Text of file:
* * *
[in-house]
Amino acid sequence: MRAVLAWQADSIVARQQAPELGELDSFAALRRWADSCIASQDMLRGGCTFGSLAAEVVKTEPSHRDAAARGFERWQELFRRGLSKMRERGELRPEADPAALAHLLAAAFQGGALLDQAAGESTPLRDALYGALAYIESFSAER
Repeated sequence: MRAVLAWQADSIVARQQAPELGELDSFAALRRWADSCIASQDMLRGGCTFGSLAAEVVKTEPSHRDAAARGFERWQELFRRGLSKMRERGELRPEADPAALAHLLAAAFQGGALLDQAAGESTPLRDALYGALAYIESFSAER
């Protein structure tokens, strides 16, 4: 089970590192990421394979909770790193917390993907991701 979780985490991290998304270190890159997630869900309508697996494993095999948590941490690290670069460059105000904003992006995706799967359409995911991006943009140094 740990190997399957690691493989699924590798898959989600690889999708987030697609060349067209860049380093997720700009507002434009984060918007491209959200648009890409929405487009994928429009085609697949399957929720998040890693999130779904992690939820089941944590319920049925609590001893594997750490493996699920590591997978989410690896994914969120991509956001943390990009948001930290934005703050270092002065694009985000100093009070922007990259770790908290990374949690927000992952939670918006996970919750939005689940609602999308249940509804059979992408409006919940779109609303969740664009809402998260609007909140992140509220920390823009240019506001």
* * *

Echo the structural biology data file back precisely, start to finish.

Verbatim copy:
[in-house]
Amino acid sequence: MRAVLAWQADSIVARQQAPELGELDSFAALRRWADSCIASQDMLRGGCTFGSLAAEVVKTEPSHRDAAARGFERWQELFRRGLSKMRERGELRPEADPAALAHLLAAAFQGGALLDQAAGESTPLRDALYGALAYIESFSAER
Repeated sequence: MRAVLAWQADSIVARQQAPELGELDSFAALRRWADSCIASQDMLRGGCTFGSLAAEVVKTEPSHRDAAARGFERWQELFRRGLSKMRERGELRPEADPAALAHLLAAAFQGGALLDQAAGESTPLRDALYGALAYIESFSAER
């Protein structure tokens, strides 16, 4: 089970590192990421394979909770790193917390993907991701 979780985490991290998304270190890159997630869900309508697996494993095999948590941490690290670069460059105000904003992006995706799967359409995911991006943009140094 740990190997399957690691493989699924590798898959989600690889999708987030697609060349067209860049380093997720700009507002434009984060918007491209959200648009890409929405487009994928429009085609697949399957929720998040890693999130779904992690939820089941944590319920049925609590001893594997750490493996699920590591997978989410690896994914969120991509956001943390990009948001930290934005703050270092002065694009985000100093009070922007990259770790908290990374949690927000992952939670918006996970919750939005689940609602999308249940509804059979992408409006919940779109609303969740664009809402998260609007909140992140509220920390823009240019506001």